Monday, November 3, 2014

Opening This Week: Interstellar

I had to work this weekend, massive overtime. So, so sorry.
I have anxiously been awaiting Christopher Nolan's Interstellar since last year; there is more than a massive sigh of relief that those who have been invited to special screenings have hit the Twitterverse with ecstatic reviews of their experience. So, what is so great about Interstellar? What am I going to be looking for Thursday night at the opening?
Good news for Loki and Heimdall fans (so, like, that means all of us). Both of them are appearing in The Avengers II: The Age Of Ultron. No word on exactly what they are doing, however, we know that Loki has taken over Asgard in Thor's absence; Tom Hiddleston caused a stir when he announced during filming for Thor 2 that he had not been written into the script for The Avengers II, but I guess he was either a late edition or there was a script change requiring Loki's appearance, or both.
The space film starring Sandra Bullock and George Clooney is begging to be compared to Nolan's film, and I think we should compare the two. For example: Ryan Stone (Bullock) is female; Cooper (McConnaughey) is male; Stone lost her only daughter; Cooper has two children, his daughter still living; there was never a "Mr. Stone" who was with Ryan, but Cooper is widowed; Stone is escaping a dying space station (hit by the satellite debris); Cooper is saving a dying planet; Stone is trying to get out of space, Cooper is going deeper into space; Stone doesn't have anything to live for, Cooper has everything to live for; all of Stone's fellow astronauts die; Cooper is going to save all his fellow pilots. In essence, Gravity is characterized by Stone running away (from space) whereas Interstellar is running to (the answer in space somewhere); Interstellar is a film of hope ("We have always found a way,") Gravity is a film of despair ("I hate space"). These diametrical oppositions between the two films are just what I can pick up from the trailers I have watched, but I am confident this will be Nolan's critique of Gravity. Why is this important?
Anne Hathaway plays the daughter of Michael Caine in the film, which is interesting. There haven't been many images released for the film yet, so I don't really have one, but there is an obvious difference between his little girl Murphy, who has brown hair, and Murphy when she grows up, played by Jessica Chastain, with red hair. Did Nolan not take the time to notice that the little Murphy doesn't have red hair? No, what I am guessing is that, little Murphy will be a humble girl (brown is the color of dirt, so it either symbolizes that someone is humbling, lowering themselves below everyone else, or "dirty," as in sexually dirty, because they role around in the mud). Murphy is probably humble, but as she grows up without either of her parents, she becomes angry and that's why the older Murphy has red hair, our hair symbolizes our thoughts, and red is the color of blood, either we would spill our blood for love of another person, or we become so angry, we are willing to spill another's blood to appease our wrath). I could be very wrong on this count: Mr. Nolan and his brother Jonathan are incredible writers, and there maybe a very different event that takes place in the film, but what happens between Murphy being a little girl and growing up is going to provide the answer to why her hair color changes.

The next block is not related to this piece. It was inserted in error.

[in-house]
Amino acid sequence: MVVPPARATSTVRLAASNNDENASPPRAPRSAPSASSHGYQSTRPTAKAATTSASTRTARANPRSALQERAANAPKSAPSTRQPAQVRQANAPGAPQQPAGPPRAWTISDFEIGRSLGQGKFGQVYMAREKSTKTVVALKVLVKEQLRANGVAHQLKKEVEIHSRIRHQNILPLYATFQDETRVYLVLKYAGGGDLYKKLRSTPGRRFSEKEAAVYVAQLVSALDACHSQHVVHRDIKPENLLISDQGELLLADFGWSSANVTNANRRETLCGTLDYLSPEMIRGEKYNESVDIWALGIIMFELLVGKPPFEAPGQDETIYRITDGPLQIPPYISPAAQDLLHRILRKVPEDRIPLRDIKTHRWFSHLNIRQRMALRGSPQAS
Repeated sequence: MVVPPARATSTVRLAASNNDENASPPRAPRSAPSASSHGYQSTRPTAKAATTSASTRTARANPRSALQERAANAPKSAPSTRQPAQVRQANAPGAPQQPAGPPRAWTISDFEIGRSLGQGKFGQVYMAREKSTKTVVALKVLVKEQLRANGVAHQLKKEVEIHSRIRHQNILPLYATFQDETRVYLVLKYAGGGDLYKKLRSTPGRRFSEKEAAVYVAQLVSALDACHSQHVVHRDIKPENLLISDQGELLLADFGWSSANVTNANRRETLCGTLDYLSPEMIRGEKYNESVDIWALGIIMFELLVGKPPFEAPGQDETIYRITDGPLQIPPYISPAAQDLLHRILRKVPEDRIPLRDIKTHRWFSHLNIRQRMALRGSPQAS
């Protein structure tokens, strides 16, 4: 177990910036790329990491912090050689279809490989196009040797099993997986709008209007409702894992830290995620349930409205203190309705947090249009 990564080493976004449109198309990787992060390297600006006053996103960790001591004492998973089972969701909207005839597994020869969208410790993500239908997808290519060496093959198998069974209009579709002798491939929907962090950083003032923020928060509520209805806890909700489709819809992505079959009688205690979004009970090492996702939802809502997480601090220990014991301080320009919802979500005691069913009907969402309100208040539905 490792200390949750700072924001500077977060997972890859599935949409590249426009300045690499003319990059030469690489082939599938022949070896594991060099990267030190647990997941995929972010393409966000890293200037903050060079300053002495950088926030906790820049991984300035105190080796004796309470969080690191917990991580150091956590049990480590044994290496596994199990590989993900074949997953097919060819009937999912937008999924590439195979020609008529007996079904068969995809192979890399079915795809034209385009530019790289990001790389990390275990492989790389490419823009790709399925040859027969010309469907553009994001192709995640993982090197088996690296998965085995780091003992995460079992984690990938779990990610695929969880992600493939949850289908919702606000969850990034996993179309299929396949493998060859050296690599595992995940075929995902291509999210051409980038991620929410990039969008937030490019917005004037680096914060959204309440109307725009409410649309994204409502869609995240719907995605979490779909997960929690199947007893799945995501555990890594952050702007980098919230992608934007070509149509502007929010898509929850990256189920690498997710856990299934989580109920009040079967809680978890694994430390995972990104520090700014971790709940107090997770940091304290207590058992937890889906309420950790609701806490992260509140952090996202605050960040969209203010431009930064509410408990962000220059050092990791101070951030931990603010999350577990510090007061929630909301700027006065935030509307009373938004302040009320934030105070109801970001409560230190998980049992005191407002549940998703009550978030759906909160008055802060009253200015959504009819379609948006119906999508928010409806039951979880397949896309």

Gravity is, without a doubt, a pro-socialist film (please see Gravity: Buddha & Da Vinci for more). Gravity is about running away from challenges and the "manifest destiny" of humanity and going back to living in huts (the village that Stone walks towards at the end of the film); Interstellar is about embracing our destiny and doing the impossible. Hollywood gushed over Gravity (and technically, it's a great film, Bullock gives a solid performance, I just felt like it was spitting in my face every five minutes) and, so far, it's gushing over Interstellar, although I doubt these two films could be any different.
Speaking of Sandra Bullock, she plays Scarlet Overkill and is planning on taking over the world, but only Gru and the Minions can stop her. How? One, because they love each other; two, because Scarlet Overkill is depending upon her husband, Herb Overkill, to help her but she isn't going to have any love or respect for him so that gap in their relationship is going to allow the good guys to win. The "Minions" film we see her is different than the Despicable Me franchise, but I am not quite sure why. It doesn't appear, at this point, that Kristen Wiig is returning to play Gru's new wife, nor are his adoptive daughters. 
Now, one last item. The official synopsis at IMDB says that it's climate change (specifically a famine caused on by drought) bringing on the need for the exploration for a new planetary home, not global warming the way the Left would have us believe. It might be different in the film, however, it's likely to be a result of the ending Ice Age, not the global warming Al Gore sells around to anyone who will listen to him. But, we won't know until Thursday night, which I am very much looking forward to (as usual, I will be posting my immediate response via Twitter). Also, FYI, I have all ready bought my ticket for the earliest showing of Mockingjay Part 1; the tickets are going fast so, if you plan on seeing it opening weekend, you better get your ticket now.
Eat Your Art Out,
The Fine Art Diner